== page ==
The Liberal Party of Canada won the 2015 federal election on October 19 in a landslide, taking 184 seats or 54% of the seats in the Canadian Parliament. The city of Toronto had a 100% success rate for liberal candidates and three of the 25 Toronto ridings were captured by liberal candidates with ethnic Ukrainian background. The New Pathway has talked to the two of them, Borys Wrzesnewskyj (Etobicoke Centre) and Julie Dzerowicz (Davenport). We asked the newly elected MPs about different issues they were campaigning on.
First of all, we asked Borys Wrzesnewskyj about the reasons behind his sweeping win in Etobicoke Centre. Mr. Wrzesnewskyj on October 19 won with a 6% (almost 10 thousand votes) margin over his main contender, conservative Ted Opitz, while only three weeks prior to that, according to Forum Research, the difference between them was just 1%. Borys Wrzesnewskyj told us that one of the reasons was the overwhelming shift of “the progressive vote” in Etobicoke to the Liberal Party. “Back in June the projection showed that the NDP in Etobicoke Centre had around 22%, in the first week of September they were at around 15% and in the second week of September, around 11%. And at the end they received less than 8%. In the five elections since 2004, it was the weakest NDP vote. This shift in Etobicoke Centre from the NDP to the Liberal Party started to happen even before we saw it in the nationwide numbers.”
The other key factor, according to Borys Wrzesnewskyj, is that many liberal voters, who in the last election were reluctant to vote with Mr. Ignatieff at the helm of the Party, were energized and motivated to vote this time with the leadership of Justin Trudeau. And that was combined with the Liberal Party’s platform which Borys called “very progressive and well put together that spoke to people’s hopes. It was based on data that showed, for instance, that over the past decade middle class households were working significantly more hours but their real incomes had not been going up.”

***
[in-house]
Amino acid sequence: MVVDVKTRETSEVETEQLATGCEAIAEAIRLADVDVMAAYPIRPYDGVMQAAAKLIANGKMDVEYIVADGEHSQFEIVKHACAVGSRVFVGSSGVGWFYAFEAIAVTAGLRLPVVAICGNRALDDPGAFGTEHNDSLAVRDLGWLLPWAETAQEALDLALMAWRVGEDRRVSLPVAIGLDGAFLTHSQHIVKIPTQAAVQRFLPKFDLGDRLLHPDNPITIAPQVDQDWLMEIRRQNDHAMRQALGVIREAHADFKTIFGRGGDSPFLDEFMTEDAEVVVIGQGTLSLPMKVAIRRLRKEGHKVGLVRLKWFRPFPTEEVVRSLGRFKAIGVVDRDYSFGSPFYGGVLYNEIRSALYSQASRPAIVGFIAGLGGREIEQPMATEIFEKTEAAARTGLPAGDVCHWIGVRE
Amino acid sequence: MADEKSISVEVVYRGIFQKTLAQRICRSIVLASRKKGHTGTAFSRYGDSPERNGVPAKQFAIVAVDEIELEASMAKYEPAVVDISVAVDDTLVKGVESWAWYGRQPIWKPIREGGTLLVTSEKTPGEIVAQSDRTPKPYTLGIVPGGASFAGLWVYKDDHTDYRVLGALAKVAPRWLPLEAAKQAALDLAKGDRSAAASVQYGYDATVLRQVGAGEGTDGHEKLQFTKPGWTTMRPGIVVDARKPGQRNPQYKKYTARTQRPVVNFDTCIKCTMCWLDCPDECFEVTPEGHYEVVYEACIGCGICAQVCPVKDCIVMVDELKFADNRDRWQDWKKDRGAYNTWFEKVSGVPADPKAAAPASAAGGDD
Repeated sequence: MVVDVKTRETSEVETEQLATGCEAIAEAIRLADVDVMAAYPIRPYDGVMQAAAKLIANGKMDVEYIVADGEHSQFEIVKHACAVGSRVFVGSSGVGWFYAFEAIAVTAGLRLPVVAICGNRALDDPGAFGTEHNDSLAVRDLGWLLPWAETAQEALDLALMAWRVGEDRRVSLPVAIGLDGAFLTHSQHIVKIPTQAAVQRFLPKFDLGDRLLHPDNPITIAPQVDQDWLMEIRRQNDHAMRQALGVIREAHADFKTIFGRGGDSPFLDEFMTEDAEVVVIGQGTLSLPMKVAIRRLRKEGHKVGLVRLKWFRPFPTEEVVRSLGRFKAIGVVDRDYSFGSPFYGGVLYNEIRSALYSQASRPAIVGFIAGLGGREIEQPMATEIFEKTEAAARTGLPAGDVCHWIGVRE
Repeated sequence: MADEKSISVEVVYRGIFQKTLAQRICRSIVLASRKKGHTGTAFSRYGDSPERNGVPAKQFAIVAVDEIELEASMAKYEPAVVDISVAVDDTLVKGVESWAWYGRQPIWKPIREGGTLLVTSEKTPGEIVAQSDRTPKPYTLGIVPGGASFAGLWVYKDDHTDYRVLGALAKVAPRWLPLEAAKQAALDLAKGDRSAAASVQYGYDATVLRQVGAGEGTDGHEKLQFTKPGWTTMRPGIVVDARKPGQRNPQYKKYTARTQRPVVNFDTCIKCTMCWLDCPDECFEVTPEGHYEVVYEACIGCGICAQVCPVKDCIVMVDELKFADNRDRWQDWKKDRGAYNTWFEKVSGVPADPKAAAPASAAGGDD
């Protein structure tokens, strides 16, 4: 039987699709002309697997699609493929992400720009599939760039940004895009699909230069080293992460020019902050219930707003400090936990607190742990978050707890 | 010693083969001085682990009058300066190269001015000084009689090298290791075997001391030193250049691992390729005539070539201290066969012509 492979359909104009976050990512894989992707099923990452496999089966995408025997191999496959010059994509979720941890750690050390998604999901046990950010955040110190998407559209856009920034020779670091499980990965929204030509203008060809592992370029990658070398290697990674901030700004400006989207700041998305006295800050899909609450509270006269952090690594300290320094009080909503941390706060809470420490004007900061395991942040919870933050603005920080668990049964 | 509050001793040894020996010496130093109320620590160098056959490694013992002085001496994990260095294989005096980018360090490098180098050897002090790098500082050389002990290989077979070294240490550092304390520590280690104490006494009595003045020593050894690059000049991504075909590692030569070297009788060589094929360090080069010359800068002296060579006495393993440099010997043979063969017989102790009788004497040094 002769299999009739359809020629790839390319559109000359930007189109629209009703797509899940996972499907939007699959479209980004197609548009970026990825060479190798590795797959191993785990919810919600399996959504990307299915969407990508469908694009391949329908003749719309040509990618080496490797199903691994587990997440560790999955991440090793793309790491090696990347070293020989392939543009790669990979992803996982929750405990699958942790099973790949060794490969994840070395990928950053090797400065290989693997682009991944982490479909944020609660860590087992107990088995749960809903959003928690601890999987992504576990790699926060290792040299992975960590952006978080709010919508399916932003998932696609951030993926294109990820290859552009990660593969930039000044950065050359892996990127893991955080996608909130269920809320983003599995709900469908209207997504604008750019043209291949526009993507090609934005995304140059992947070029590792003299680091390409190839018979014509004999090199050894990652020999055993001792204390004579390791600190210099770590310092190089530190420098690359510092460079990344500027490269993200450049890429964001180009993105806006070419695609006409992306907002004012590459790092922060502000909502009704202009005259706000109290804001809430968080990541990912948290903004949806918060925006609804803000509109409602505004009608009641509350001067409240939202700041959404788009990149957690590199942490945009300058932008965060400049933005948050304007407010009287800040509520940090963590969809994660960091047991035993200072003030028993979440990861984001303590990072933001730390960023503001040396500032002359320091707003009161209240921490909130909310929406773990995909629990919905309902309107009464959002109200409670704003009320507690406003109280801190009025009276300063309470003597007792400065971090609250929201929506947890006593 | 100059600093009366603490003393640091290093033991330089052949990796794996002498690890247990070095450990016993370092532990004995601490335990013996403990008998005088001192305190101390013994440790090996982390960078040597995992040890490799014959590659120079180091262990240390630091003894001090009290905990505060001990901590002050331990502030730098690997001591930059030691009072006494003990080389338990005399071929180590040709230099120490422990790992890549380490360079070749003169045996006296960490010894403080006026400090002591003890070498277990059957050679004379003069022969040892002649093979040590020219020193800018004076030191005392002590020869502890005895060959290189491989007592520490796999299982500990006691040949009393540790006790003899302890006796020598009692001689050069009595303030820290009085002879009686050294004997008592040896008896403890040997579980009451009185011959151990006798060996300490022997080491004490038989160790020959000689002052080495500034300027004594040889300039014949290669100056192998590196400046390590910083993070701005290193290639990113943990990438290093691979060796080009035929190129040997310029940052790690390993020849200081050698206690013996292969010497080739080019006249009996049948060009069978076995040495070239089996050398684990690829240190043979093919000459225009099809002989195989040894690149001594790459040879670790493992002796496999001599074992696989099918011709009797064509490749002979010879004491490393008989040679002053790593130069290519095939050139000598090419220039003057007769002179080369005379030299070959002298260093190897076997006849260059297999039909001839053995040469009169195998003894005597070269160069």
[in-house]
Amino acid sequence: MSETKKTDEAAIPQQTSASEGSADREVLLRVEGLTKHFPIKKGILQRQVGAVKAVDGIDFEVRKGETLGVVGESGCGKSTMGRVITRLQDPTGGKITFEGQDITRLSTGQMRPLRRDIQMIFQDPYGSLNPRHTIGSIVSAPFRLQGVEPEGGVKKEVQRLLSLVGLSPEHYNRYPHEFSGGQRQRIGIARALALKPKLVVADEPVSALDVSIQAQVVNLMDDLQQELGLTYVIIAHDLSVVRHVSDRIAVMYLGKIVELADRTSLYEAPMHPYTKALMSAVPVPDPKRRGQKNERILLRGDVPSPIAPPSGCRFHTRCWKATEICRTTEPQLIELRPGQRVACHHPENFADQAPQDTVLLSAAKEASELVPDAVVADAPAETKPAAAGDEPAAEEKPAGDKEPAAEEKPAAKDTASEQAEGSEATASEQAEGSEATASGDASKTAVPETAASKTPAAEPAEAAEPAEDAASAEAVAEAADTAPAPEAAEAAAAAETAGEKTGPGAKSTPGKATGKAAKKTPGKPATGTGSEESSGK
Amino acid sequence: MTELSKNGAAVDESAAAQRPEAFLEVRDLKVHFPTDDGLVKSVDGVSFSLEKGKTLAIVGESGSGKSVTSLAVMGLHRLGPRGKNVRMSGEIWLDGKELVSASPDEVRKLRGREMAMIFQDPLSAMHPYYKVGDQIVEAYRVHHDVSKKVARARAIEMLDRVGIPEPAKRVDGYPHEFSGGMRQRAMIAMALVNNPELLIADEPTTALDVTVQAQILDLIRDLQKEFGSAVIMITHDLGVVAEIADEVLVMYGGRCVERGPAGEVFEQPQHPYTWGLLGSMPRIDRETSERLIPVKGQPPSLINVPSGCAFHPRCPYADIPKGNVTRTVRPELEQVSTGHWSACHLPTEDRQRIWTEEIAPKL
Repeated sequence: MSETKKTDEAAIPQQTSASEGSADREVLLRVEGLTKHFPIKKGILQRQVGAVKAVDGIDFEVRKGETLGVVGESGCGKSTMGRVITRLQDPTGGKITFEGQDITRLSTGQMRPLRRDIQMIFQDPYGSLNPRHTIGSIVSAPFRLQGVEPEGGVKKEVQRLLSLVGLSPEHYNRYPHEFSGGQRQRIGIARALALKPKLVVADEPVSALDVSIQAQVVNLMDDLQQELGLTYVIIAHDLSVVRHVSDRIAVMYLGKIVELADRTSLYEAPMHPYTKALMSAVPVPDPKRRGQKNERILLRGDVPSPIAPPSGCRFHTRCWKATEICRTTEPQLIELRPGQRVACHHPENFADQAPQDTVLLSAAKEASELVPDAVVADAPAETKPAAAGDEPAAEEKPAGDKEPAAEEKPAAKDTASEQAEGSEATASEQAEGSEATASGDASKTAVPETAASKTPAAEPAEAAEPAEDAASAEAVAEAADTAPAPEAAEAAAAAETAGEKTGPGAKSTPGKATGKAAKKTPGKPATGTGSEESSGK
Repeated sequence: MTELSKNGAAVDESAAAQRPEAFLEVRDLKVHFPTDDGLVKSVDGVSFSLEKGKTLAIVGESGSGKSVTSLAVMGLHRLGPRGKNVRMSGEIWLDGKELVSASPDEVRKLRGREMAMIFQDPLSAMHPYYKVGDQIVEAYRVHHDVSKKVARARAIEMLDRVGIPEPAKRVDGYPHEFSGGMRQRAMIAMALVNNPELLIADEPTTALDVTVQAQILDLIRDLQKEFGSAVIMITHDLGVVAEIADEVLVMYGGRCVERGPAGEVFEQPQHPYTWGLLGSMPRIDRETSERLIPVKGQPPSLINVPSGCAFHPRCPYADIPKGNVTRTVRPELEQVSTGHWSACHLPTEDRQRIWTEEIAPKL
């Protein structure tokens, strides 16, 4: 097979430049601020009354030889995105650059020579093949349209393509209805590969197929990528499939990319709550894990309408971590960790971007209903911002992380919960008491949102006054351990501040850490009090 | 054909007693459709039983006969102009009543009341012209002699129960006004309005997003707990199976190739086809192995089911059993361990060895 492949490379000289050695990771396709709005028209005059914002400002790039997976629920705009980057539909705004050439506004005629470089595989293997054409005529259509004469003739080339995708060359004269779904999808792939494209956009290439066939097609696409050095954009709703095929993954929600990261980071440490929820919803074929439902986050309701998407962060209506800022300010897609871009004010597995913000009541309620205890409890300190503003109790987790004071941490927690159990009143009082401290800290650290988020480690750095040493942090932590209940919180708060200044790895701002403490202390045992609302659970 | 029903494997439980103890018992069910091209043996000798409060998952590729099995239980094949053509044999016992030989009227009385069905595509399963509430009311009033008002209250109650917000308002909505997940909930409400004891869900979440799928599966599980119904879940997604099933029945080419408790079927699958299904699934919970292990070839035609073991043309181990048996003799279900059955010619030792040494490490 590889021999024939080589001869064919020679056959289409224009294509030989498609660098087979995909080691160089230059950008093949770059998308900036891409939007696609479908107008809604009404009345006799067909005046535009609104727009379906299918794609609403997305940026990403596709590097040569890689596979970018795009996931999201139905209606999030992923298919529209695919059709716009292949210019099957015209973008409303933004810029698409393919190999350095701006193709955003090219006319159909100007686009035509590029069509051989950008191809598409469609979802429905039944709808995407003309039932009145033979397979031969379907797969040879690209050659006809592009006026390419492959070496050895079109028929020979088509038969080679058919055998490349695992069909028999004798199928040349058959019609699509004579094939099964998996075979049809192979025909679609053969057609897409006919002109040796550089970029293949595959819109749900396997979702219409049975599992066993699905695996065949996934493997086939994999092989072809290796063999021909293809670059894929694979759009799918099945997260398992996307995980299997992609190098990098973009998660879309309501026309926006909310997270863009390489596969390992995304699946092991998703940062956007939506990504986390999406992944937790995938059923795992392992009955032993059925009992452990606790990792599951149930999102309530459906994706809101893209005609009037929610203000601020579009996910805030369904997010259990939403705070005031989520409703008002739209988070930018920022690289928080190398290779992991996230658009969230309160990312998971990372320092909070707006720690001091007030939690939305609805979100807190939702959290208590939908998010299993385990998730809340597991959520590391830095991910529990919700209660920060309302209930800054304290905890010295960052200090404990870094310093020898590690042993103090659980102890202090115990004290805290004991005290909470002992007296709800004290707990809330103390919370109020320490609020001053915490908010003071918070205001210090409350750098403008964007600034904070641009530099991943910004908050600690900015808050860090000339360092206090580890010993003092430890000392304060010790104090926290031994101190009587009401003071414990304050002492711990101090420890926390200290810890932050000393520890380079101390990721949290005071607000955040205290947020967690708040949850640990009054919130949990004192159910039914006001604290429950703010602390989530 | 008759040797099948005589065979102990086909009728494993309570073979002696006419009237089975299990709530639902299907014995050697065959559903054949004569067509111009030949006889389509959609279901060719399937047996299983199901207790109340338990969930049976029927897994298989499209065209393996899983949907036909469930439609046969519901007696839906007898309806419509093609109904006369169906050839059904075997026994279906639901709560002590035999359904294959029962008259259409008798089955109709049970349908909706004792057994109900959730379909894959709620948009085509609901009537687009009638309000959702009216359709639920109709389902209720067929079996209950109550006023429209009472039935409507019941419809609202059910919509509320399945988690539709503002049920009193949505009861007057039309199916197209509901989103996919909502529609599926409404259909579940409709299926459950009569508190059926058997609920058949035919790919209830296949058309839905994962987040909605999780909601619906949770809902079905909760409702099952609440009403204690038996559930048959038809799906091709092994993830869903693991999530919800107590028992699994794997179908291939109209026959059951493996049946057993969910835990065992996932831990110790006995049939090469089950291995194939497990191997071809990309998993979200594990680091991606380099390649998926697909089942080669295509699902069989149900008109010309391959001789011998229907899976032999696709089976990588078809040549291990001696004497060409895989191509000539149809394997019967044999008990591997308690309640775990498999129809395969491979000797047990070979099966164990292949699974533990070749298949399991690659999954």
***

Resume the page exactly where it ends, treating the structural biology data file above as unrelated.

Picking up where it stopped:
Mr. Wrzesnewskyj also quoted infrastructural problems like “no investment in public transport or affordable housing in the country. In Etobicoke, the average Etobian is spending 45 more minutes travelling to and from work every day compared to ten years ago. That has a very significant cost. We actually had a New Deal for Cities that would have provided that public transport infrastructure but Mr. Harper cancelled all those agreements back in 2006.
Affordable housing is another issue. Ten years ago about 23% of the Canadians between the ages 25 and 35 lived with their parents. Now, this number has doubled to over 40% because they are either unemployed or underemployed, over 50% of them, and there is no affordable housing in the places where the jobs are, such as Toronto and Vancouver. That’s never happened since World War Two. We are going to put $1.3 billion into the employment programs for young Canadians so as to put 40 thousand to work over the next three years. We will also invest heavily in affordable housing infrastructure for the next generation of Canadians. For instance, $250 million will immediately go to credits to companies that own rental stock to upgrade this stock. We also wish to encourage building of more rental units because now funds predominantly go into the condo market. We will also look into the influence of foreign investment. Markets such as Toronto and Vancouver receive the predominant amount of foreign investment. More analysis has to be done but it appears that it mostly goes into the high end of the market or at the entry level, and it’s driving the cost of entry level up. It’s not about limiting foreign investment, we could use a number of tools here but it’s premature to talk about them until the analysis is done. We could also release a lot of federal property to help lower the cost of building affordable housing. Housing is also a problem for seniors, we have a lack of beds in care centres.